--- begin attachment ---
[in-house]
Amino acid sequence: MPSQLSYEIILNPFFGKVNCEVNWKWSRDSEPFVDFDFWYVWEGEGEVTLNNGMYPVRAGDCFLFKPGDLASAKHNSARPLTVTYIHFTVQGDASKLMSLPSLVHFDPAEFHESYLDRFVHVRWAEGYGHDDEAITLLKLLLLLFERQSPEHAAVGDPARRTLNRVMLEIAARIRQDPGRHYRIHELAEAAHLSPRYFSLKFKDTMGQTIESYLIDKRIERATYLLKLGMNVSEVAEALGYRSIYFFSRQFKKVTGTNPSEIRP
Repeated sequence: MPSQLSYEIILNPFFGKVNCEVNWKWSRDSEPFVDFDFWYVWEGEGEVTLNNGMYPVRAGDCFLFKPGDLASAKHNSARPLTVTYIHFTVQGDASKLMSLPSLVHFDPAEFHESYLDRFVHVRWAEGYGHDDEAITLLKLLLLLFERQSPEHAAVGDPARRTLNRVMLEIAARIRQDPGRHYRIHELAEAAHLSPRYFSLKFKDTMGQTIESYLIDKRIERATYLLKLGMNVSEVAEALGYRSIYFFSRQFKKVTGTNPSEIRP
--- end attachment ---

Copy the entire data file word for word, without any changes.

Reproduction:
[in-house]
Amino acid sequence: MPSQLSYEIILNPFFGKVNCEVNWKWSRDSEPFVDFDFWYVWEGEGEVTLNNGMYPVRAGDCFLFKPGDLASAKHNSARPLTVTYIHFTVQGDASKLMSLPSLVHFDPAEFHESYLDRFVHVRWAEGYGHDDEAITLLKLLLLLFERQSPEHAAVGDPARRTLNRVMLEIAARIRQDPGRHYRIHELAEAAHLSPRYFSLKFKDTMGQTIESYLIDKRIERATYLLKLGMNVSEVAEALGYRSIYFFSRQFKKVTGTNPSEIRP
Repeated sequence: MPSQLSYEIILNPFFGKVNCEVNWKWSRDSEPFVDFDFWYVWEGEGEVTLNNGMYPVRAGDCFLFKPGDLASAKHNSARPLTVTYIHFTVQGDASKLMSLPSLVHFDPAEFHESYLDRFVHVRWAEGYGHDDEAITLLKLLLLLFERQSPEHAAVGDPARRTLNRVMLEIAARIRQDPGRHYRIHELAEAAHLSPRYFSLKFKDTMGQTIESYLIDKRIERATYLLKLGMNVSEVAEALGYRSIYFFSRQFKKVTGTNPSEIRP